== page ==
“No expecting mother should have to choose between a healthy pregnancy and a paycheck,” said Senate President Stan Rosenberg (D-Amherst). “This legislation would ensure that women’s medical needs are addressed without imposing undue burden on employers throughout Massachusetts.”
“I am a proud advocate for women’s health and the protections in this legislation build a safer and more inclusive workplace,” said Representative Paul Brodeur (D-Melrose), House Chair of Committee on Labor and Workforce Development.“This bill represents the best of the legislative process. Everyone had a seat at the table and collaborated to produce the strongest policy”
“I believe it is imperative that we provide pregnant workers, 40% of whom are the primary breadwinner of their household, the certainty that they are able to keep their jobs without detriment to the health of their pregnancy,” said Senator Joan Lovely (D-Salem). “This piece of legislation would ensure that employers are fair to pregnant workers so that they may continue to work while pregnant and provide the best life possible for themselves and their families.”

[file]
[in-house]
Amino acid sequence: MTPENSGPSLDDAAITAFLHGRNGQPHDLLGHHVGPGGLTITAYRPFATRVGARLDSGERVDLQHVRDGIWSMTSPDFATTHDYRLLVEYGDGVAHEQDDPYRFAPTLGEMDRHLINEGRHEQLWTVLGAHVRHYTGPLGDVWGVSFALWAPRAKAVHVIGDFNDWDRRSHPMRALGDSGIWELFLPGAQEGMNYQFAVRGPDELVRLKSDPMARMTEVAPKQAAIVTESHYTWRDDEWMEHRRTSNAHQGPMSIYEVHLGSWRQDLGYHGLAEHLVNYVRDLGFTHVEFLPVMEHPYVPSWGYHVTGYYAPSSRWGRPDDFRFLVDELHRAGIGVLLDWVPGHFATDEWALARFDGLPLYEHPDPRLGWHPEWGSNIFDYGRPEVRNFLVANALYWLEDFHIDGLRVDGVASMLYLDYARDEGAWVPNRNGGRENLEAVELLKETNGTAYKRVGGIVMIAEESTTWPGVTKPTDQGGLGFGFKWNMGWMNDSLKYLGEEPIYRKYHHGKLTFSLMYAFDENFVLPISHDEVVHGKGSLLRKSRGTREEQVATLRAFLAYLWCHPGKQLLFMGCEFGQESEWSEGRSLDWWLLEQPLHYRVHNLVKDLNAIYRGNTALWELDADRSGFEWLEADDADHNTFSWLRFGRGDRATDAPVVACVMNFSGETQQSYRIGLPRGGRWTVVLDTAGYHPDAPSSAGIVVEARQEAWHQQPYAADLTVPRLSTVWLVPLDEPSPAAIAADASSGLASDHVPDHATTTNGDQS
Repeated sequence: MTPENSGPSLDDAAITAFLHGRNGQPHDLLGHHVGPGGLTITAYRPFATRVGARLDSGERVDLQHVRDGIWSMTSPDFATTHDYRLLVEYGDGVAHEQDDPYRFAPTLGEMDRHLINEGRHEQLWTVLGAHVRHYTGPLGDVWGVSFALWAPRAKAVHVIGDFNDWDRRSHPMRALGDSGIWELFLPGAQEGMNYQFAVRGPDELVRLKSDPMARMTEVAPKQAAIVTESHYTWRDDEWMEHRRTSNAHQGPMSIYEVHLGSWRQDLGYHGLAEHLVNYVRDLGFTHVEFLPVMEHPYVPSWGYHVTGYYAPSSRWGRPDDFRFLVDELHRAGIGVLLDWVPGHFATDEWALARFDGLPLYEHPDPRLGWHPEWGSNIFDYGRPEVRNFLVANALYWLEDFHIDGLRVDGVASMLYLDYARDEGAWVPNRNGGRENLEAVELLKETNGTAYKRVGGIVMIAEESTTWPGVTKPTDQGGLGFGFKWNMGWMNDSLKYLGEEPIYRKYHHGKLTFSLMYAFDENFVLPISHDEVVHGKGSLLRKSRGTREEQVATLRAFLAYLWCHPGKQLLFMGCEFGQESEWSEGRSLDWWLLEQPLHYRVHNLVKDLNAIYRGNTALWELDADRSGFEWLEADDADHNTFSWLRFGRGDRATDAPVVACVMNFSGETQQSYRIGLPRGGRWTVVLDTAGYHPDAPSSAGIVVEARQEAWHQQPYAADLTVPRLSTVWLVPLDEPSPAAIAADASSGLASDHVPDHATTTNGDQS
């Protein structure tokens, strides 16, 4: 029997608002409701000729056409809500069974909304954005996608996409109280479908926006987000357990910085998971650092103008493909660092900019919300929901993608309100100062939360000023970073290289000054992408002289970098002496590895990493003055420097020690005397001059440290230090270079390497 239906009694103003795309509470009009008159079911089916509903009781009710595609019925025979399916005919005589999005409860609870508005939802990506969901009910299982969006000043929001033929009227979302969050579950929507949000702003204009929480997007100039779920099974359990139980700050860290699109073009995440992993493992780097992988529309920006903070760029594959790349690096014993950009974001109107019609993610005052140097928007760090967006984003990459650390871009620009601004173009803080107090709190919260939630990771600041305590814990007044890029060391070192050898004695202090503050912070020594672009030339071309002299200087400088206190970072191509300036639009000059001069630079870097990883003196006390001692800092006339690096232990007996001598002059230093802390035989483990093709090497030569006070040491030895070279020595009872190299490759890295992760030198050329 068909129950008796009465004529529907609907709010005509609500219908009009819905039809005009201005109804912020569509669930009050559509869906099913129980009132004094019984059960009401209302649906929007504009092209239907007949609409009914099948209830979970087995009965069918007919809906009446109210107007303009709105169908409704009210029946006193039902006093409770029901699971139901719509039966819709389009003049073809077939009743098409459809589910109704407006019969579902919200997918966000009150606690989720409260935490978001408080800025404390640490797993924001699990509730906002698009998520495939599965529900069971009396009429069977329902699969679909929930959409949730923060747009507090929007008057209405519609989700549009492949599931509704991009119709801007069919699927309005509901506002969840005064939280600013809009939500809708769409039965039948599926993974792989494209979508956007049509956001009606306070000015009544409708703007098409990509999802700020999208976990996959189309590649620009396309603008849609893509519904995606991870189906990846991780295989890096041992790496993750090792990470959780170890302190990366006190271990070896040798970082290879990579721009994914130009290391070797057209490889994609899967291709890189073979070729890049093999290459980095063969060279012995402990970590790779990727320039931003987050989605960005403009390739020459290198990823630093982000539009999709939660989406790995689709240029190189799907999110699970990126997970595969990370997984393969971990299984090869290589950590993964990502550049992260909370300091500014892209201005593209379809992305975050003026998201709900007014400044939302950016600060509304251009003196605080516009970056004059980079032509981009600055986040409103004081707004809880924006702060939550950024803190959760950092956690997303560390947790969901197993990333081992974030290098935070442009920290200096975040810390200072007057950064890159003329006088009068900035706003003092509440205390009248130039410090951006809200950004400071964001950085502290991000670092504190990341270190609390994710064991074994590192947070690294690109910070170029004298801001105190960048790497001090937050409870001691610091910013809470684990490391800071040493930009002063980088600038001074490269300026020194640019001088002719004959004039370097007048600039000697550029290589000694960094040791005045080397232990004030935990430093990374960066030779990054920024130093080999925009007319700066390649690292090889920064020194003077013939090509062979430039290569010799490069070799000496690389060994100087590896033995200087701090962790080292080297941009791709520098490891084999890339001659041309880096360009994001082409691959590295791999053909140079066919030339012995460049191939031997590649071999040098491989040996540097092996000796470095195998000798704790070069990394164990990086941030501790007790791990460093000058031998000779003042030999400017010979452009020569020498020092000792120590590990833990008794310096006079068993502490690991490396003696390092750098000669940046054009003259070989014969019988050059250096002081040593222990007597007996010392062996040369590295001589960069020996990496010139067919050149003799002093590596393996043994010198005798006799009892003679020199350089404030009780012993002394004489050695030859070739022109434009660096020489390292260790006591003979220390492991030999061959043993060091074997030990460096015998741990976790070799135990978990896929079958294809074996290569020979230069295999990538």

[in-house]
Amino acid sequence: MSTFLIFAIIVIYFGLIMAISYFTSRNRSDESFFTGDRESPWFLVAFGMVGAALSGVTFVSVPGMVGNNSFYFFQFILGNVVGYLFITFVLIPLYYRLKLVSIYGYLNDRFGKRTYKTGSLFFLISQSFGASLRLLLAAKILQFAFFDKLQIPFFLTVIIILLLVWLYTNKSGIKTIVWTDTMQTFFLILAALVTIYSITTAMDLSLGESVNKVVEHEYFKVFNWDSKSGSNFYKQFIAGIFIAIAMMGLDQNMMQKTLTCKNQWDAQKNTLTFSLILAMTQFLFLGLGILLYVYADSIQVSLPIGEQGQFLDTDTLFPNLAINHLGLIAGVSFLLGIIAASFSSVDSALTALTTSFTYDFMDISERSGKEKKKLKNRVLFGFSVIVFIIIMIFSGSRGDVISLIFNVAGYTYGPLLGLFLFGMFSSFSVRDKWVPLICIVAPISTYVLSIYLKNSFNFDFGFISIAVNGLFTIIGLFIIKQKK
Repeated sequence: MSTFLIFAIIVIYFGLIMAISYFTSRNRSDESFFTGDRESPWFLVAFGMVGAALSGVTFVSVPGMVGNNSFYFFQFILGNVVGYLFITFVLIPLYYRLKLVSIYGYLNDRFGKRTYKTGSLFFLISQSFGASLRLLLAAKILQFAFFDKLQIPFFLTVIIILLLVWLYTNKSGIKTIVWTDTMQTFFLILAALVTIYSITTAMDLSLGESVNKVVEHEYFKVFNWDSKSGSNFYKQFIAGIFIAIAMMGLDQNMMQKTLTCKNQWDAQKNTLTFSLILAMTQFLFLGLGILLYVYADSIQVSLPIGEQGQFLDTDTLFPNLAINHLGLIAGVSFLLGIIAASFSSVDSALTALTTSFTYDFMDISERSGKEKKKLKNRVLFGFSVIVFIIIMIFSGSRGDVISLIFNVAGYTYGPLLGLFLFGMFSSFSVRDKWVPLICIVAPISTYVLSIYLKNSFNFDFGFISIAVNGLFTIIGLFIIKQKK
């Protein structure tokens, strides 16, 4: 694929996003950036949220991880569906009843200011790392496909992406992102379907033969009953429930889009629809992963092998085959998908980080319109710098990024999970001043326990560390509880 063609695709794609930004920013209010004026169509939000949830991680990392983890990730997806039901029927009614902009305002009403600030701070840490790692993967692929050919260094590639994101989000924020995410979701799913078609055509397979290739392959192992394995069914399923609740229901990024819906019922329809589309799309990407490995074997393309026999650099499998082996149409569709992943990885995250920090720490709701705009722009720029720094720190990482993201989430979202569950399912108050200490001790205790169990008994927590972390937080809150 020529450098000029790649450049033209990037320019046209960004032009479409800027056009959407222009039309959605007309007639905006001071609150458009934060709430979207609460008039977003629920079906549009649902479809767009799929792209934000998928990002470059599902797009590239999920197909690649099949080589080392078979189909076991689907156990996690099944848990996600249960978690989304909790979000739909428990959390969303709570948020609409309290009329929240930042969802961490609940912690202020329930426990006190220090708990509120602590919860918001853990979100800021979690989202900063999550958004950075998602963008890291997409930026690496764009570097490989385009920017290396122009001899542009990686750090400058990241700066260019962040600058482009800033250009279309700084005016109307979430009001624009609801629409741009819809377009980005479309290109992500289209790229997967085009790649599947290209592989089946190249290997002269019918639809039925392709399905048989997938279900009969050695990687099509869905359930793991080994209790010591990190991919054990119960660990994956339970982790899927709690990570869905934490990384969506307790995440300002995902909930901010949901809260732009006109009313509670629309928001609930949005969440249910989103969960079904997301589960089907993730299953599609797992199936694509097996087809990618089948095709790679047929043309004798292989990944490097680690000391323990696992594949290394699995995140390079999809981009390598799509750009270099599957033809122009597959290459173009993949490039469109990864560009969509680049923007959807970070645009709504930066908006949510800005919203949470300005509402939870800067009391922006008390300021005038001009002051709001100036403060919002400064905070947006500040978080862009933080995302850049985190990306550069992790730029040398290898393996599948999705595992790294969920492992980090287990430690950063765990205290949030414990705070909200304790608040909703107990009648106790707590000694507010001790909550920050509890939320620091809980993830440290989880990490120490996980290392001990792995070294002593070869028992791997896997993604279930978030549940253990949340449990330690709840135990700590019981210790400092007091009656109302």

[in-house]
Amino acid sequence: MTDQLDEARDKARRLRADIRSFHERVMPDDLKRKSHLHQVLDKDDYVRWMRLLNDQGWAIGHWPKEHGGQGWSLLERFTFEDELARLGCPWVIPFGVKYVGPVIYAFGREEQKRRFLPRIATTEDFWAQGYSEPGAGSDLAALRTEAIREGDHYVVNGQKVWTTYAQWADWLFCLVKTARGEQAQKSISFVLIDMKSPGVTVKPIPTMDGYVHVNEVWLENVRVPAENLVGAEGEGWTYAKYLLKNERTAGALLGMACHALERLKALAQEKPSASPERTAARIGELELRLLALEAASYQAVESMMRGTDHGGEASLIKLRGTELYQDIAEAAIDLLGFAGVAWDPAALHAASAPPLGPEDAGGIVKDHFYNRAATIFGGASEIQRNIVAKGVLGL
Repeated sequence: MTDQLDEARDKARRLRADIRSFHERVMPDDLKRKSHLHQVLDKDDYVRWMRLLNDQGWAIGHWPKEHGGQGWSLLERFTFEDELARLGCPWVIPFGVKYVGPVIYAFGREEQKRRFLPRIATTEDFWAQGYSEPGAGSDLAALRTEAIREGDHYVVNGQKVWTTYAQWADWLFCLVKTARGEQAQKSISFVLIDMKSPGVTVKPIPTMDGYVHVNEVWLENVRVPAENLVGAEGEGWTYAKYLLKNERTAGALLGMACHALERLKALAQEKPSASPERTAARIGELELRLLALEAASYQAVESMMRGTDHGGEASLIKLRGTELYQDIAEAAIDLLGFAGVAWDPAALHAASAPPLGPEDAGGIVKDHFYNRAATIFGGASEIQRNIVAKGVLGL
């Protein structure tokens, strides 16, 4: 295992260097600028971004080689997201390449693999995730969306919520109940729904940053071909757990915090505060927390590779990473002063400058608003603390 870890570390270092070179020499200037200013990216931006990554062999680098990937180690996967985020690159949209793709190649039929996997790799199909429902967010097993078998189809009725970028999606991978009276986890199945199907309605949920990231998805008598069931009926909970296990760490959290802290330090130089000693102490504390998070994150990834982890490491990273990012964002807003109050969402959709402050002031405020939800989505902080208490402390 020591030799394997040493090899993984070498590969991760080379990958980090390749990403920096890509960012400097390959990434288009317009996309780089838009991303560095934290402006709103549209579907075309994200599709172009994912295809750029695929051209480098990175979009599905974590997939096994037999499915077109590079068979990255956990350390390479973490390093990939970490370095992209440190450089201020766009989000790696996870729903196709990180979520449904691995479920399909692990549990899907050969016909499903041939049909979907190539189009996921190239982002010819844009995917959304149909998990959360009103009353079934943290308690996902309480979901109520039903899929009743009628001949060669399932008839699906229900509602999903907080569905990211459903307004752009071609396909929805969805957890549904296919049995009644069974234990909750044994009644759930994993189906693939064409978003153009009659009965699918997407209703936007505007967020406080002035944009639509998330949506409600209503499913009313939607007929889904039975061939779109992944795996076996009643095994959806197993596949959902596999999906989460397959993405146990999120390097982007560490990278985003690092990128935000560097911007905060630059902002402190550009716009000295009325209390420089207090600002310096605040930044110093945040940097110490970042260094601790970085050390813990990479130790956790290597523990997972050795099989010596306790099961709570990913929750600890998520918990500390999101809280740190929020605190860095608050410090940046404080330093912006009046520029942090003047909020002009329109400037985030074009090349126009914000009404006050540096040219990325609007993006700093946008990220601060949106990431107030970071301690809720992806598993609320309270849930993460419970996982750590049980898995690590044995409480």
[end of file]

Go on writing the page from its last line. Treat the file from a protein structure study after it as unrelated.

“Once again, the Massachusetts Legislature has acted boldly to advance the cause of civil rights, women’s rights and equal opportunity,” said Representative David Rogers (D-Cambridge), House sponsor of the bill. “The Pregnant Workers Fairness Act, a bill I introduced, makes clear that women seeking a reasonable accommodation from their employers for certain conditions or needs related to their pregnancy must be treated fairly. I thank Speaker DeLeo for his strong leadership and the ninety-nine of my House colleagues who co-sponsored this legislation as – together – we send a powerful message about equal opportunity in our Commonwealth.”
“A woman who is pregnant is no less equal and no less valued as a member of the workforce,” said Senator Jason Lewis (D-Winchester), Senate Chair of the Joint Committee on Labor and Workforce Development. “The protections included in this legislation are commonsense and simply prevent mistreatment of pregnant employees. I’m very pleased to see this bill earn support from workers and employers alike.”